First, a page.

Alabama miners brace for long battle against Warrior Met Coal

Striking coal miners and their families in Brookwood, Alabama, are bracing for a drawn-out battle against Warrior Met Coal, where nearly 1,100 coal miners have been on strike for five weeks. The first job action called by the United Mine Workers (UMWA) in more than a quarter of a century began on April 1. The company has adamantly refused miners' demands to restore pay cuts from 2016, although Warrior has enjoyed record output and profits for years.

Warrior Met is a major producer of metallurgical coal for the steelmakers in Asia, Europe and South America. It is owned by some of the powerful Wall Street financial institutions, including Blackrock, SSgA Funds, the Vanguard Group and Fidelity Management. With investors making fortunes from the rising stock market—even as more than 3 million people worldwide and 600,000 in the US died from the pandemic—the corporate and financial elite are determined not to accede to any of the demands of workers for improved wages and working conditions.

In a meeting on its first-quarter results Wednesday, Warrior executives assured investors that they could meet customer orders of 4.9 to 5.5 million tons even if the strike continues for the “remainder of the year.” Warrior CEO Walter Scheller said the company was “executing our business continuity plans” and would meet customer demand with existing coal inventory and “expected production during the rest of the year.”

Asked if he were concerned that a new contract with the UMWA would lead to an unexpected rise in labor costs, the CEO dismissed such fears, saying labor costs had “a very small impact over the last five years, primarily with things just like bonuses based on the benchmark pricing.” The company was more concerned with rising transportation royalties than labor costs, the CEO told investors.

In the central Alabama coalfields, about 40 miles southwest of Birmingham, miners are convinced the struggle could go on for another six months or longer. On the picket line, one miner told the World Socialist Web Site, “I’ve worked in different mines for nearly 20 years. Of all the years I’ve worked, the last five have been the worst,” pointing in particular to the wage cut and management abuse. “A mine is a mine. It doesn’t matter if it’s 400 feet or 1,200 feet deep. It’s dangerous and it’s hard. But we gave up a lot because of the promise that they would make things right with our next contract.”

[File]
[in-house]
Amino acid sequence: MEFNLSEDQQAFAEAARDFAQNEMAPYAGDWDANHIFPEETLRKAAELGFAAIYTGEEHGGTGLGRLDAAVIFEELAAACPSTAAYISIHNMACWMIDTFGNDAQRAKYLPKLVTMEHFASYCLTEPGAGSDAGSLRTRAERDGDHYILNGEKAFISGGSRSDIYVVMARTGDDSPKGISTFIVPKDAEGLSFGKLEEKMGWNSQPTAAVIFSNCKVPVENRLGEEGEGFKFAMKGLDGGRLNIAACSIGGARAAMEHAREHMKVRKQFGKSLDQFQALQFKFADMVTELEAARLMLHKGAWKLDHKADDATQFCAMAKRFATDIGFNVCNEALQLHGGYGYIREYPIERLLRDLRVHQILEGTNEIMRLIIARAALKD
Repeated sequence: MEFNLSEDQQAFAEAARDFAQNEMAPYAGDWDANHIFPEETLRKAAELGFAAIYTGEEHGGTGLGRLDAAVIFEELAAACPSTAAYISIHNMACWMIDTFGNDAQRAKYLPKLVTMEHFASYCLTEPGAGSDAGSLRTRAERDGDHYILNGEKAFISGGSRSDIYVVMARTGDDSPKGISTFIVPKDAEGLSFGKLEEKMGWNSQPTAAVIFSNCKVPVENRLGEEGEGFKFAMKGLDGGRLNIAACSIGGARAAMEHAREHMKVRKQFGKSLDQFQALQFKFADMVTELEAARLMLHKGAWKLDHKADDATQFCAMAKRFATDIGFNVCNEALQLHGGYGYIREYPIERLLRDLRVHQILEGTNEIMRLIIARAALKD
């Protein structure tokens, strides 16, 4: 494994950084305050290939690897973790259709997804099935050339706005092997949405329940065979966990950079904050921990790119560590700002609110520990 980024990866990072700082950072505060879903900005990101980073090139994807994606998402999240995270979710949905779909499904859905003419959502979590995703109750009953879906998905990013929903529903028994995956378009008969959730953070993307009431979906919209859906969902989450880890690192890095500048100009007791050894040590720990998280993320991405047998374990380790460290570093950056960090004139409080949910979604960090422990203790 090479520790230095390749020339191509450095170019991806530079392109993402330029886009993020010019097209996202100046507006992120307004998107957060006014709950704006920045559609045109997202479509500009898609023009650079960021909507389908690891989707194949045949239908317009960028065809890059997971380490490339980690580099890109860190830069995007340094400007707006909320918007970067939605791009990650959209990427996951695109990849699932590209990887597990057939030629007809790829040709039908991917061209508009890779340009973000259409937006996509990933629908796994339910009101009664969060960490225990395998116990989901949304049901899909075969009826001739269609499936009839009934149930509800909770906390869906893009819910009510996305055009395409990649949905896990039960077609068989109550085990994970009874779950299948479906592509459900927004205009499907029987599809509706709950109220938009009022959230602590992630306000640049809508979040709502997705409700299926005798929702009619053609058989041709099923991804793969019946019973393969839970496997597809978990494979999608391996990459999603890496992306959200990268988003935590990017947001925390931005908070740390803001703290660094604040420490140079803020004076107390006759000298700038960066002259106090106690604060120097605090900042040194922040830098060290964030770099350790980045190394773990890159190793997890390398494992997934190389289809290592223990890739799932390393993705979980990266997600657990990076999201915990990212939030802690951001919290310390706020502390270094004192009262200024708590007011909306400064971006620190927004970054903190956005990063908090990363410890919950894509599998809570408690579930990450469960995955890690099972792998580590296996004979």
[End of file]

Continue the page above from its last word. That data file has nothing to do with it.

The miner said the company was solely focused on profit not with safety and the quality of workers’ lives. “Miners want to work if you pay them right, treat them good and give them time with their families. They’ll stay loyal and work until they retire. But now, miners want to leave, and they only stay so they can feed their families.”

He said mining had destroyed many marriages because miners had to work so much overtime and had little time to spend with their wives and children. When they were off, much of the time was spent recuperating from work, the veteran miner said.

The mines around Brookwood are the deepest and some of the gassiest mines in North America.

Picketers who spoke to the WSWS recalled the 13 miners who died when methane explosions ripped through Mine #5 on the afternoon of September 23, 2001. Surviving miners and the families blamed Jim Walter Resources—then the owner of the mine—and Alabama officials from the Mine Safety and Health Administration (MSHA) for covering up dangers at the mine.

In 2015, Jim Walter Resources, also known as Walter Energy, filed for bankruptcy. This was part of a wave of insolvencies of at least 50 coal companies, including Patriot, Peabody, Arch and Murray Coal, which used the bankruptcy courts between 2010 and 2019 to gut the jobs, wages and pensions of miners. In 2016, the UMWA agreed to massive concessions, including a $6-an-hour pay cut, ostensibly to shore up the newly restructured company Warrior Met Coal, which is run by many of the same executives, including CEO Scheller, who had thrown the previous company into bankruptcy.

Over the ensuing five years, the UMWA has enforced this pro-company sweetheart contract on miners, even as supervisors gloated over the bonuses that they, not the miners, got for meeting production quotas. It is apparent that UMWA President Cecil Roberts—who has not called a strike since taking over union presidency in 1995—only authorized the walkout because of the uncontrollable determination among miners to recoup all their losses.